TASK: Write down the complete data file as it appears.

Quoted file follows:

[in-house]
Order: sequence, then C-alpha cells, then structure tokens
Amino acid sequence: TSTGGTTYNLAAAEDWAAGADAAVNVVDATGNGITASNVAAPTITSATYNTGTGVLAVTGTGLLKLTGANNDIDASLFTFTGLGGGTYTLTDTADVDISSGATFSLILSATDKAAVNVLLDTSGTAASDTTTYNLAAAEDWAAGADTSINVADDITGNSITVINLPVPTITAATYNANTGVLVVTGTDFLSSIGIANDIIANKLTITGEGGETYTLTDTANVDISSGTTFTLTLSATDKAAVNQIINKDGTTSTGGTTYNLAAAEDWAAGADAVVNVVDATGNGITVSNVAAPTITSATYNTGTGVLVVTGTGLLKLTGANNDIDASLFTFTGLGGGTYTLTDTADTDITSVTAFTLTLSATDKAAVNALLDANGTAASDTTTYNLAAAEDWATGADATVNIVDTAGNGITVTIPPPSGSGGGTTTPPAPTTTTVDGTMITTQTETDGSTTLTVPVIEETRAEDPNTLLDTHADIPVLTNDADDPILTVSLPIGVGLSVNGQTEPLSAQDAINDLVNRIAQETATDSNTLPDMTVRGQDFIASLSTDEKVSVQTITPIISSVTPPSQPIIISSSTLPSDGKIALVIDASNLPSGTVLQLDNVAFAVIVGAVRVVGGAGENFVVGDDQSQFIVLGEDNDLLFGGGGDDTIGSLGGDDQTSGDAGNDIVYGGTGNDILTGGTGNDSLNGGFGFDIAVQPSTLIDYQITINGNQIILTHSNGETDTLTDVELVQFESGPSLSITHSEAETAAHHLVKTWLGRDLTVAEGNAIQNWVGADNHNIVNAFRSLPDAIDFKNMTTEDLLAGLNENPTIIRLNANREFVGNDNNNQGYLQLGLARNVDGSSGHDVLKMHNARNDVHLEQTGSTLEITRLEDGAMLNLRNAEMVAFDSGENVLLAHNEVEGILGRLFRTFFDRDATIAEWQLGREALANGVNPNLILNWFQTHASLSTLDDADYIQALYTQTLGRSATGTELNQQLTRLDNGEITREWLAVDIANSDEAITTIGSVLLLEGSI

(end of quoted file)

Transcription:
[in-house]
Order: sequence, then C-alpha cells, then structure tokens
Amino acid sequence: TSTGGTTYNLAAAEDWAAGADAAVNVVDATGNGITASNVAAPTITSATYNTGTGVLAVTGTGLLKLTGANNDIDASLFTFTGLGGGTYTLTDTADVDISSGATFSLILSATDKAAVNVLLDTSGTAASDTTTYNLAAAEDWAAGADTSINVADDITGNSITVINLPVPTITAATYNANTGVLVVTGTDFLSSIGIANDIIANKLTITGEGGETYTLTDTANVDISSGTTFTLTLSATDKAAVNQIINKDGTTSTGGTTYNLAAAEDWAAGADAVVNVVDATGNGITVSNVAAPTITSATYNTGTGVLVVTGTGLLKLTGANNDIDASLFTFTGLGGGTYTLTDTADTDITSVTAFTLTLSATDKAAVNALLDANGTAASDTTTYNLAAAEDWATGADATVNIVDTAGNGITVTIPPPSGSGGGTTTPPAPTTTTVDGTMITTQTETDGSTTLTVPVIEETRAEDPNTLLDTHADIPVLTNDADDPILTVSLPIGVGLSVNGQTEPLSAQDAINDLVNRIAQETATDSNTLPDMTVRGQDFIASLSTDEKVSVQTITPIISSVTPPSQPIIISSSTLPSDGKIALVIDASNLPSGTVLQLDNVAFAVIVGAVRVVGGAGENFVVGDDQSQFIVLGEDNDLLFGGGGDDTIGSLGGDDQTSGDAGNDIVYGGTGNDILTGGTGNDSLNGGFGFDIAVQPSTLIDYQITINGNQIILTHSNGETDTLTDVELVQFESGPSLSITHSEAETAAHHLVKTWLGRDLTVAEGNAIQNWVGADNHNIVNAFRSLPDAIDFKNMTTEDLLAGLNENPTIIRLNANREFVGNDNNNQGYLQLGLARNVDGSSGHDVLKMHNARNDVHLEQTGSTLEITRLEDGAMLNLRNAEMVAFDSGENVLLAHNEVEGILGRLFRTFFDRDATIAEWQLGREALANGVNPNLILNWFQTHASLSTLDDADYIQALYTQTLGRSATGTELNQQLTRLDNGEITREWLAVDIANSDEAITTIGSVLLLEGSI